Sometimes, even the most careful drivers may be involved in an accident or narrowly avoid a crash.
Even if you and your passengers escape injury, those situations can still be scary and cause a lot of stress.
Similarly, if you witness a road traffic accident - particularly one in which people are hurt - what you’ve seen may stay with you for some time.
Coping with a near miss or road incident
Most drivers will have had at least one moment where they realise how close they came to being badly hurt. For some people, even if they’re physically unscathed, this can have a deep psychological impact, sometimes with lasting effects.
Immediately after the incident - or near miss - you might go through a range of feelings, from shock and fear, to guilt, nervousness, or anger.
Rest assured this is perfectly natural. In situations where we feel unsafe or distressed, our body initiates a ‘fight or flight’ response triggering a surge of stress hormones that produce physical changes. As a result, you may feel jittery or even physically sick. You probably won’t be able to think straight and may feel disconnected from what's happening around you.
It’s essential to try to remain calm. Staying calm allows you to think about your situation and can prevent you from making rash decisions.
First off, when it’s safe to do so, pull over and turn off your engine. You may need some time to compose yourself; unless there’s a medical emergency, don’t let other drivers or passengers rush you.
This may be as simple as taking a few deep breaths or counting to 10 to calm down. The calmer you are, the better prepared you will be to handle the situation.
If you have been in an accident - rather than experiencing a near miss - it can help you feel more in control of the situation if you already know the steps to take after a crash, such as contacting the police, if necessary, and making an insurance claim. See our guide here for more information on how to go about this in the best possible way.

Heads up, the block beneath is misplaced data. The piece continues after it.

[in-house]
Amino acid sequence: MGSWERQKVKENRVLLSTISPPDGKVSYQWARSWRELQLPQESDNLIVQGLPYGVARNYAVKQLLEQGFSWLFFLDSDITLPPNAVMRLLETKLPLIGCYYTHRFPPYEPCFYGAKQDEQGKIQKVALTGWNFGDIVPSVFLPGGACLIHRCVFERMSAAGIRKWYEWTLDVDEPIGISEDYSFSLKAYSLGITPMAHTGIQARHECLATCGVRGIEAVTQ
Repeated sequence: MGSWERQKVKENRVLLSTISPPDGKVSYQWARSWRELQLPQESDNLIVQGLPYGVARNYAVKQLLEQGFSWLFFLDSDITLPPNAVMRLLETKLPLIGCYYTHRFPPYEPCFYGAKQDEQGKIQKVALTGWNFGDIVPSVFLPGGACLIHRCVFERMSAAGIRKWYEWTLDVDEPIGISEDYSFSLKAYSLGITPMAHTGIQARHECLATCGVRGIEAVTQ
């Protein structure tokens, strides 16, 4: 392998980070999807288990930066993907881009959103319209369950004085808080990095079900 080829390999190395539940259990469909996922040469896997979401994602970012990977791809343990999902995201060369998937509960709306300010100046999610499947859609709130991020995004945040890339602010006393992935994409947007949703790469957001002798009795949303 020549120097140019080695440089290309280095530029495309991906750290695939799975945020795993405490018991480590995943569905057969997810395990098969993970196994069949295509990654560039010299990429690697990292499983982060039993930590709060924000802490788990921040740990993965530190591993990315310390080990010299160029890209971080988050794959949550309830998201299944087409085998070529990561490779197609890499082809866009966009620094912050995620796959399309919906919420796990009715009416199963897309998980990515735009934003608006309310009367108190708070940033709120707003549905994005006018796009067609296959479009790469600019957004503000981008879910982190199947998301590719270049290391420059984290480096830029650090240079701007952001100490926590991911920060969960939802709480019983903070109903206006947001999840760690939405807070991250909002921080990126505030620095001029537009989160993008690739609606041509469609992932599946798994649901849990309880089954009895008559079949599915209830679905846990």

When you can, seek support, by telling somebody what happened and talking through it.
Drive very carefully afterwards
Once you have had time to calm down after an accident or near-miss, if your car is drivable, you’ll need to be able to complete your journey.
Driving could possibly be the last thing you want to do at that moment, as you may still feel very tense. So, make sure you only get back on the road when you feel fit to do so and don’t feel rushed by building traffic or impatient road users. In fact, research has shown that accidents are more common after a traumatic or stressful even and one study showed this was particularly the case for city driving.
Coping with the longer-term aftermath
After a shocking or traumatic experience, it can take a few hours for your body to get back to its normal state.
It’s also not uncommon for particularly traumatic experiences, such as road accidents, to have long term effects on your mental health, which may last weeks or months.
If you’re finding it hard to cope after a traumatic road experience, take a look at this advice from the Royal College of Psychiatrists to get the support you need and get back on the road confidently and safely.